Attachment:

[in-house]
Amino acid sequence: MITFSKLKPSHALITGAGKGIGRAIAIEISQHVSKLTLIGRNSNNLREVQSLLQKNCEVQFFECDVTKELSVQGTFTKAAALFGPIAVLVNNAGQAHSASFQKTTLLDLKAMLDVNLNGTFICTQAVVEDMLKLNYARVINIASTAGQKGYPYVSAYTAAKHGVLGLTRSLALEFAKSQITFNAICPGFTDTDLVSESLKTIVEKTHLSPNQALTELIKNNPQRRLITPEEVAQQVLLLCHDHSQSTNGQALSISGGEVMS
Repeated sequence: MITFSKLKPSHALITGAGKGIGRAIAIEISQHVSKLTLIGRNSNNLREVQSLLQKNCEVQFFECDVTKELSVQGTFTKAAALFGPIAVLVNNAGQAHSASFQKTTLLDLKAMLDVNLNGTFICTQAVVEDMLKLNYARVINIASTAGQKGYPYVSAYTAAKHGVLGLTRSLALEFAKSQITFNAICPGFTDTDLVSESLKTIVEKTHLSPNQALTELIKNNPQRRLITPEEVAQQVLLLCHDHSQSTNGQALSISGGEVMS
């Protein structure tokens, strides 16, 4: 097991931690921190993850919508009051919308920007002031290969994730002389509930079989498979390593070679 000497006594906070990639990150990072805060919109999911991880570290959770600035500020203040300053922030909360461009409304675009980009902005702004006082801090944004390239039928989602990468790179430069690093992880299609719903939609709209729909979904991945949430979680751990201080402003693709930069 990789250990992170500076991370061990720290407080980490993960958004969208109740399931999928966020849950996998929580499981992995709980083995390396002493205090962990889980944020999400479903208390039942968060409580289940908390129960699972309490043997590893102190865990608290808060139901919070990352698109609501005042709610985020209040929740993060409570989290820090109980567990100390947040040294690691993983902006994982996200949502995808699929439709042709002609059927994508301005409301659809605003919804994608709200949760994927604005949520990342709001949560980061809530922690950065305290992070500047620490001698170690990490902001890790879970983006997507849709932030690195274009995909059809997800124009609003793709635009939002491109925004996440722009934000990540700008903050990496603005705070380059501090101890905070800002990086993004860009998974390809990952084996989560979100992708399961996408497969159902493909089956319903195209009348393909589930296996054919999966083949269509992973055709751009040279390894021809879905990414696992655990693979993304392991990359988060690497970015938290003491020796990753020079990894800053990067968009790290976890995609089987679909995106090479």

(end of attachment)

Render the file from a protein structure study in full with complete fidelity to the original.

[in-house]
Amino acid sequence: MITFSKLKPSHALITGAGKGIGRAIAIEISQHVSKLTLIGRNSNNLREVQSLLQKNCEVQFFECDVTKELSVQGTFTKAAALFGPIAVLVNNAGQAHSASFQKTTLLDLKAMLDVNLNGTFICTQAVVEDMLKLNYARVINIASTAGQKGYPYVSAYTAAKHGVLGLTRSLALEFAKSQITFNAICPGFTDTDLVSESLKTIVEKTHLSPNQALTELIKNNPQRRLITPEEVAQQVLLLCHDHSQSTNGQALSISGGEVMS
Repeated sequence: MITFSKLKPSHALITGAGKGIGRAIAIEISQHVSKLTLIGRNSNNLREVQSLLQKNCEVQFFECDVTKELSVQGTFTKAAALFGPIAVLVNNAGQAHSASFQKTTLLDLKAMLDVNLNGTFICTQAVVEDMLKLNYARVINIASTAGQKGYPYVSAYTAAKHGVLGLTRSLALEFAKSQITFNAICPGFTDTDLVSESLKTIVEKTHLSPNQALTELIKNNPQRRLITPEEVAQQVLLLCHDHSQSTNGQALSISGGEVMS
């Protein structure tokens, strides 16, 4: 097991931690921190993850919508009051919308920007002031290969994730002389509930079989498979390593070679 000497006594906070990639990150990072805060919109999911991880570290959770600035500020203040300053922030909360461009409304675009980009902005702004006082801090944004390239039928989602990468790179430069690093992880299609719903939609709209729909979904991945949430979680751990201080402003693709930069 990789250990992170500076991370061990720290407080980490993960958004969208109740399931999928966020849950996998929580499981992995709980083995390396002493205090962990889980944020999400479903208390039942968060409580289940908390129960699972309490043997590893102190865990608290808060139901919070990352698109609501005042709610985020209040929740993060409570989290820090109980567990100390947040040294690691993983902006994982996200949502995808699929439709042709002609059927994508301005409301659809605003919804994608709200949760994927604005949520990342709001949560980061809530922690950065305290992070500047620490001698170690990490902001890790879970983006997507849709932030690195274009995909059809997800124009609003793709635009939002491109925004996440722009934000990540700008903050990496603005705070380059501090101890905070800002990086993004860009998974390809990952084996989560979100992708399961996408497969159902493909089956319903195209009348393909589930296996054919999966083949269509992973055709751009040279390894021809879905990414696992655990693979993304392991990359988060690497970015938290003491020796990753020079990894800053990067968009790290976890995609089987679909995106090479």